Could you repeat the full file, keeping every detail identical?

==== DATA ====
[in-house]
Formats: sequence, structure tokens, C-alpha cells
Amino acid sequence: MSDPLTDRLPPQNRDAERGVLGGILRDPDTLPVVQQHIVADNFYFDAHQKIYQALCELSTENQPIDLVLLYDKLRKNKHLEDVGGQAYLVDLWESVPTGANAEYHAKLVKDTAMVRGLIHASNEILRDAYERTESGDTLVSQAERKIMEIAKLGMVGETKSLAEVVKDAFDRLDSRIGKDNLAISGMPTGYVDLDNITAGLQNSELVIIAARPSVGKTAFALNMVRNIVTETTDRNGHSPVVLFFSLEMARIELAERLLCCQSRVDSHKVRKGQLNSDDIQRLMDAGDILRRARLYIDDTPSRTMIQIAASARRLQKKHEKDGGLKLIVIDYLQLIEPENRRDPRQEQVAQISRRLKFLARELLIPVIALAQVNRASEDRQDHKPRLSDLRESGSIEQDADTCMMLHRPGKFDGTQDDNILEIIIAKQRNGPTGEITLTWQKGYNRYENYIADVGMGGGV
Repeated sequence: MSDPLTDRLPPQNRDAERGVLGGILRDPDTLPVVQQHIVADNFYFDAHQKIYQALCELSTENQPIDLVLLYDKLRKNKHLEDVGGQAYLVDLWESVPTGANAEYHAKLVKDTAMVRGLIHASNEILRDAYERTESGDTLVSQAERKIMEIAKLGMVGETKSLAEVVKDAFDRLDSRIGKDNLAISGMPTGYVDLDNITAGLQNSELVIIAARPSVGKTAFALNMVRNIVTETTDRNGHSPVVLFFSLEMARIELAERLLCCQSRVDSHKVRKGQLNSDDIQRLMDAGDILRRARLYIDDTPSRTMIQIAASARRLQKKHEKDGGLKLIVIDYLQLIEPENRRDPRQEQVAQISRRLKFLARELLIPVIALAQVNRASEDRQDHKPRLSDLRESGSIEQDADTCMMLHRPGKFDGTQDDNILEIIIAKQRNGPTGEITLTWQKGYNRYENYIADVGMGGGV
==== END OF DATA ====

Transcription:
[in-house]
Formats: sequence, structure tokens, C-alpha cells
Amino acid sequence: MSDPLTDRLPPQNRDAERGVLGGILRDPDTLPVVQQHIVADNFYFDAHQKIYQALCELSTENQPIDLVLLYDKLRKNKHLEDVGGQAYLVDLWESVPTGANAEYHAKLVKDTAMVRGLIHASNEILRDAYERTESGDTLVSQAERKIMEIAKLGMVGETKSLAEVVKDAFDRLDSRIGKDNLAISGMPTGYVDLDNITAGLQNSELVIIAARPSVGKTAFALNMVRNIVTETTDRNGHSPVVLFFSLEMARIELAERLLCCQSRVDSHKVRKGQLNSDDIQRLMDAGDILRRARLYIDDTPSRTMIQIAASARRLQKKHEKDGGLKLIVIDYLQLIEPENRRDPRQEQVAQISRRLKFLARELLIPVIALAQVNRASEDRQDHKPRLSDLRESGSIEQDADTCMMLHRPGKFDGTQDDNILEIIIAKQRNGPTGEITLTWQKGYNRYENYIADVGMGGGV
Repeated sequence: MSDPLTDRLPPQNRDAERGVLGGILRDPDTLPVVQQHIVADNFYFDAHQKIYQALCELSTENQPIDLVLLYDKLRKNKHLEDVGGQAYLVDLWESVPTGANAEYHAKLVKDTAMVRGLIHASNEILRDAYERTESGDTLVSQAERKIMEIAKLGMVGETKSLAEVVKDAFDRLDSRIGKDNLAISGMPTGYVDLDNITAGLQNSELVIIAARPSVGKTAFALNMVRNIVTETTDRNGHSPVVLFFSLEMARIELAERLLCCQSRVDSHKVRKGQLNSDDIQRLMDAGDILRRARLYIDDTPSRTMIQIAASARRLQKKHEKDGGLKLIVIDYLQLIEPENRRDPRQEQVAQISRRLKFLARELLIPVIALAQVNRASEDRQDHKPRLSDLRESGSIEQDADTCMMLHRPGKFDGTQDDNILEIIIAKQRNGPTGEITLTWQKGYNRYENYIADVGMGGGV